Scripture reading:      Genesis 9-10

And God said, “This is the sign of the covenant I am making between me and you and every living creature with you, a covenant for all generations to come. I have set my rainbow in the clouds, and it will be the sign of the covenant between me and the earth.”                                                                                                                                                                                                           Genesis 9:12-13

God made this covenant. It is a promise based upon His faithfulness that He will never again destroy the world by a flood. It is a reminder for Him—but also for me. When I see a rainbow, wherever that may be, I am reminded of the faithfulness of God. I am reminded that He has made a promise—initially to Noah, but all humanity is included. God will never again destroy all life by a flood. But also, I am reminded that God judges sin. God does not say that the rainbow is a reminder that He is no longer concerned about sin. Indeed, He is—so much so, that He sent His Son to take that penalty. God’s promise reminds me that He values His created ones. By His grace and mercy, He reaches out to us. By His righteousness, holiness and justice, He requires repentance and obedience. The rainbow reminds me of both. The rainbow also calls me to remember that there will come a final day of judgment that will purify all creation. It impacts how I live. It is not a license to sin, which would be a misunderstanding of God’s promise; rather, it is a reason for respect and awe.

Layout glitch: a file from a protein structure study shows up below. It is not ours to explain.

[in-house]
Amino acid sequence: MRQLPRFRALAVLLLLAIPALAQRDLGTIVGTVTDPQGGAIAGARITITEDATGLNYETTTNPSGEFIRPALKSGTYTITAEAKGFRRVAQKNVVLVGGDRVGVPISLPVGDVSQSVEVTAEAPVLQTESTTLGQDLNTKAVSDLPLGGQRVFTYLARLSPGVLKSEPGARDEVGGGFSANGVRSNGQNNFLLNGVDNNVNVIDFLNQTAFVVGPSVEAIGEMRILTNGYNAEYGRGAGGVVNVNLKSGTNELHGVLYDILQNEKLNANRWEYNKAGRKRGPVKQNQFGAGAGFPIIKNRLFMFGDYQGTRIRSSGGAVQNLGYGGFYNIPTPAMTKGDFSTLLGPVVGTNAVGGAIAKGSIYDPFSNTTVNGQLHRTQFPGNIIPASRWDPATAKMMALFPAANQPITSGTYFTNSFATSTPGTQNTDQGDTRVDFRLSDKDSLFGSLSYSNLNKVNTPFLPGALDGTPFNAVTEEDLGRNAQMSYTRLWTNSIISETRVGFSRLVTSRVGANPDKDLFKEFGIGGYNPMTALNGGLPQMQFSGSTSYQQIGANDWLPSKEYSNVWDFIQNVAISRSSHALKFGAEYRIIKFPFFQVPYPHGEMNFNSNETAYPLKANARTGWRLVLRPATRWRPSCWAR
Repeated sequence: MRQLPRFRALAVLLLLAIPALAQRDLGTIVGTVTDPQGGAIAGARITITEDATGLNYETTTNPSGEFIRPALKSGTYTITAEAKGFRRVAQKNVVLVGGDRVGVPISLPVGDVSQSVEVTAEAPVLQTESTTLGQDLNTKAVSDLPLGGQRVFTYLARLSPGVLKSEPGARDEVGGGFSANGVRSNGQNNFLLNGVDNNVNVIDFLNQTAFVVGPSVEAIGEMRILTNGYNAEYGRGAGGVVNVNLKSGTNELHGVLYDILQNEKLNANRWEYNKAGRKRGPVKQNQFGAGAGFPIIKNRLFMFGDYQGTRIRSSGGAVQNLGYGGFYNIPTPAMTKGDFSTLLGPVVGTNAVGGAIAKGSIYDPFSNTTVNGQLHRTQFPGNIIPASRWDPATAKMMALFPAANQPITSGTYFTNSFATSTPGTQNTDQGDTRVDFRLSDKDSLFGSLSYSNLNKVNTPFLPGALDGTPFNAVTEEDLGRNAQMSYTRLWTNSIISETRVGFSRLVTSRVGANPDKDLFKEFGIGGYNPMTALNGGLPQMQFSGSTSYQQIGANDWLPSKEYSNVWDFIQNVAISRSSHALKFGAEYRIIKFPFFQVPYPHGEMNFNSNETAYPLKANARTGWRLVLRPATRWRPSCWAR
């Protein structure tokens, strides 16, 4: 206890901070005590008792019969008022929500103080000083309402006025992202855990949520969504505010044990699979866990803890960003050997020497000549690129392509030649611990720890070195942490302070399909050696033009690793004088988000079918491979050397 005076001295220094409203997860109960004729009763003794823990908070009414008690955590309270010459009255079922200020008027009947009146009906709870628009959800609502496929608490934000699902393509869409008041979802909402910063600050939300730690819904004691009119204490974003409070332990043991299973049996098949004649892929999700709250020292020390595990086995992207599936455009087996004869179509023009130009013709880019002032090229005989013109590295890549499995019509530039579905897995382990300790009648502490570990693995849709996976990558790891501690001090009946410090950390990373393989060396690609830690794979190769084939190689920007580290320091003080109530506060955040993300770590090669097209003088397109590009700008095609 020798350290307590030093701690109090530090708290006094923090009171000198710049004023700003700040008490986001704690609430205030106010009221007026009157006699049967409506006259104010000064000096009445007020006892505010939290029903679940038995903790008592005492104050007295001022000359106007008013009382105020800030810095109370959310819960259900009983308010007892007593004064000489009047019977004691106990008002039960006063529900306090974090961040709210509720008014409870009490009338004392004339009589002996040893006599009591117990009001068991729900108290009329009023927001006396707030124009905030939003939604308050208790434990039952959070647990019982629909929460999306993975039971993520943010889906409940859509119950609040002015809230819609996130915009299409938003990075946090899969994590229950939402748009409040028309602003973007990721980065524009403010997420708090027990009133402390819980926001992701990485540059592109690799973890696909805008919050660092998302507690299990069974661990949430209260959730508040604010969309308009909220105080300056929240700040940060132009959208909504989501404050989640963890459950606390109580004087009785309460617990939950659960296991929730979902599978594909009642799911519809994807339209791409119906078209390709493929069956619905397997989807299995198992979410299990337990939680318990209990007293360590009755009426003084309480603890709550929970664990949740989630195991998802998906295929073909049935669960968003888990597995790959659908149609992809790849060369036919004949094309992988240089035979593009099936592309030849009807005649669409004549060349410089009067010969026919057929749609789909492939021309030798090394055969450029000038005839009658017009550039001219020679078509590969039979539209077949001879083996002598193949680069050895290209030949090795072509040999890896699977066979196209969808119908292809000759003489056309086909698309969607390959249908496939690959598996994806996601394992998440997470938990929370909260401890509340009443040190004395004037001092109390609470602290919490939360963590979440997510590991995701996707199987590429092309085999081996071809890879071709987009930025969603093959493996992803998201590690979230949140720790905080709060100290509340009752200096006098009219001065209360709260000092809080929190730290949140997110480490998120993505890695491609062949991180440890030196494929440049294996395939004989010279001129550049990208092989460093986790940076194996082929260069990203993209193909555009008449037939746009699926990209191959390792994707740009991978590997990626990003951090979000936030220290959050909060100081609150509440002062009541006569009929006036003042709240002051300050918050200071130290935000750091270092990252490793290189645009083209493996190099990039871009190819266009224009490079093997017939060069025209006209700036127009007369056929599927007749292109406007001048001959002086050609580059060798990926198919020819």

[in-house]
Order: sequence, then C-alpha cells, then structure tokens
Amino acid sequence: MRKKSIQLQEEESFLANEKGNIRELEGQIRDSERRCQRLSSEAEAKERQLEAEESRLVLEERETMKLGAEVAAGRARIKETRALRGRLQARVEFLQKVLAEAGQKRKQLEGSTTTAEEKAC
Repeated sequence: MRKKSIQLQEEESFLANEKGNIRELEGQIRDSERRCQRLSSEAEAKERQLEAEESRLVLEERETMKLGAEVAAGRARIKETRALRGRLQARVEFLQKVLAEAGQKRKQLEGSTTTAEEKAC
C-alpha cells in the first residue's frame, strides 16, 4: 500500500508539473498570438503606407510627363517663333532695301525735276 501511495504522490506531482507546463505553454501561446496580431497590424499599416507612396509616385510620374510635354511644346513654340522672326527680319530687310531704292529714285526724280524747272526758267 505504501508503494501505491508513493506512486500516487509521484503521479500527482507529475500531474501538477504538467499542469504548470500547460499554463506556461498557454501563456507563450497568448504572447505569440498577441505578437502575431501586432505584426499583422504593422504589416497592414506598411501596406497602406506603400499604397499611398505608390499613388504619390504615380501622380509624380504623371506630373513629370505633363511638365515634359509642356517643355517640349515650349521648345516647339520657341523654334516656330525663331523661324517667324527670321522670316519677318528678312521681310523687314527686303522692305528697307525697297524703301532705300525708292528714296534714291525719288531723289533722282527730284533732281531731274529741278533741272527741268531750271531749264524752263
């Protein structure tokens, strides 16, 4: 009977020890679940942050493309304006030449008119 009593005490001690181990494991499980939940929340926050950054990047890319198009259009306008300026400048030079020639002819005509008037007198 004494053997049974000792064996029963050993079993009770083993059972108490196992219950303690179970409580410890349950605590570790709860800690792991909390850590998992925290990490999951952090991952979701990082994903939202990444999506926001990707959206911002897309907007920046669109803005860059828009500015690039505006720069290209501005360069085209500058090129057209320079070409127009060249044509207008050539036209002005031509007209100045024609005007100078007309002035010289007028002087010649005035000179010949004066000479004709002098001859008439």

Dear God, thank You for Your promise. Thank you for being a God who is trustworthy. Thank You for demanding holiness and for giving the means for that to happen. Amen


Scripture reading:  Genesis 7-8